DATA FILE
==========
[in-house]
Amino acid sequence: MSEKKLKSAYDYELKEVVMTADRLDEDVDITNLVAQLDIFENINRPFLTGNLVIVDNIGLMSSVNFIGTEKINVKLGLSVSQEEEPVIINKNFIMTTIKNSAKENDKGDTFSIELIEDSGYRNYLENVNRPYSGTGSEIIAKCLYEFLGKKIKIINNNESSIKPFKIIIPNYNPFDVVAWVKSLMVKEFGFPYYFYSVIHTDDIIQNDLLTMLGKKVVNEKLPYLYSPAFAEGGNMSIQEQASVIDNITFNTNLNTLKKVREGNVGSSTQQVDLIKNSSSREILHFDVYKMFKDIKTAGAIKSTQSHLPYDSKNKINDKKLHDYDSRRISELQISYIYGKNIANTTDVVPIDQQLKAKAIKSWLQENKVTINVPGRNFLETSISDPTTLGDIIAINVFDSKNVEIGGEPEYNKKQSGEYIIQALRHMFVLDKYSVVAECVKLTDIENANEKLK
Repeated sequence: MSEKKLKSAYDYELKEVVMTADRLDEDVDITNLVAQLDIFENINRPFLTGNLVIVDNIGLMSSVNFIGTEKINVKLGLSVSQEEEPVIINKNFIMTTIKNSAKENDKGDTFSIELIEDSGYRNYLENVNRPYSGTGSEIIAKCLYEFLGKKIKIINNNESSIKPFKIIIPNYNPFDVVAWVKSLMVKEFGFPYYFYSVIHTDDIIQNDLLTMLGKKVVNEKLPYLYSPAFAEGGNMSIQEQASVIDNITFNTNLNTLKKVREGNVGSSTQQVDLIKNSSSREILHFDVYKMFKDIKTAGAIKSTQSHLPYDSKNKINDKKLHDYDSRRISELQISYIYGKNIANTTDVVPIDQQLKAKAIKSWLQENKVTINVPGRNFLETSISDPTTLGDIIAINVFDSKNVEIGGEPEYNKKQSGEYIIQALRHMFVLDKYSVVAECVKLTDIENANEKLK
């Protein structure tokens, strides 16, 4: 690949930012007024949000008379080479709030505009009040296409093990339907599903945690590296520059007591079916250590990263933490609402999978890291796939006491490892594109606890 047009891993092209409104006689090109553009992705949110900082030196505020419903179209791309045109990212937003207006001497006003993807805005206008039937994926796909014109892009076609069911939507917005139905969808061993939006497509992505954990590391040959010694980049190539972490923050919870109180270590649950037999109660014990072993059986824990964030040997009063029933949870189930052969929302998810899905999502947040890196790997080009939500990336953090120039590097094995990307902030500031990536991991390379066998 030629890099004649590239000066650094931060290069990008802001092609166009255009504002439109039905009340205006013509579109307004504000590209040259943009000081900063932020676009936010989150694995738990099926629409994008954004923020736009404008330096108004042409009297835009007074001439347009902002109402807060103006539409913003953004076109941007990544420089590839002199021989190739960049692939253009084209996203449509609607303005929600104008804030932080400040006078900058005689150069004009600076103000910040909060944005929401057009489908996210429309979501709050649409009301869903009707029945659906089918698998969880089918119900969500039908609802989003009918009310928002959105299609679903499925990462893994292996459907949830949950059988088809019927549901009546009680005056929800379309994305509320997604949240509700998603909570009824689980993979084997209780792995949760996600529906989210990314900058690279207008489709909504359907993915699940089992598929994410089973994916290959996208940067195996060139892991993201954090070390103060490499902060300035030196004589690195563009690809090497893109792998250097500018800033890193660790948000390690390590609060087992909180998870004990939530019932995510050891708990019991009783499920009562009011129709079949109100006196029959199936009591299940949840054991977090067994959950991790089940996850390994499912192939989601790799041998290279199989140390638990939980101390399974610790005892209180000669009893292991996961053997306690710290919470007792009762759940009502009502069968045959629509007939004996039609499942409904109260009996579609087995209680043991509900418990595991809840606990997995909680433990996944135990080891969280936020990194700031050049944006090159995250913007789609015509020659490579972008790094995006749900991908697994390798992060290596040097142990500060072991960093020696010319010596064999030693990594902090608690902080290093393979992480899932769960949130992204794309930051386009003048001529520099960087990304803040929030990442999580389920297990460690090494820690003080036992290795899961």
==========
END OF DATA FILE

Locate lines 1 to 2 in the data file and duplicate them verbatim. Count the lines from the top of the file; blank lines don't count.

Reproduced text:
[in-house]
Amino acid sequence: MSEKKLKSAYDYELKEVVMTADRLDEDVDITNLVAQLDIFENINRPFLTGNLVIVDNIGLMSSVNFIGTEKINVKLGLSVSQEEEPVIINKNFIMTTIKNSAKENDKGDTFSIELIEDSGYRNYLENVNRPYSGTGSEIIAKCLYEFLGKKIKIINNNESSIKPFKIIIPNYNPFDVVAWVKSLMVKEFGFPYYFYSVIHTDDIIQNDLLTMLGKKVVNEKLPYLYSPAFAEGGNMSIQEQASVIDNITFNTNLNTLKKVREGNVGSSTQQVDLIKNSSSREILHFDVYKMFKDIKTAGAIKSTQSHLPYDSKNKINDKKLHDYDSRRISELQISYIYGKNIANTTDVVPIDQQLKAKAIKSWLQENKVTINVPGRNFLETSISDPTTLGDIIAINVFDSKNVEIGGEPEYNKKQSGEYIIQALRHMFVLDKYSVVAECVKLTDIENANEKLK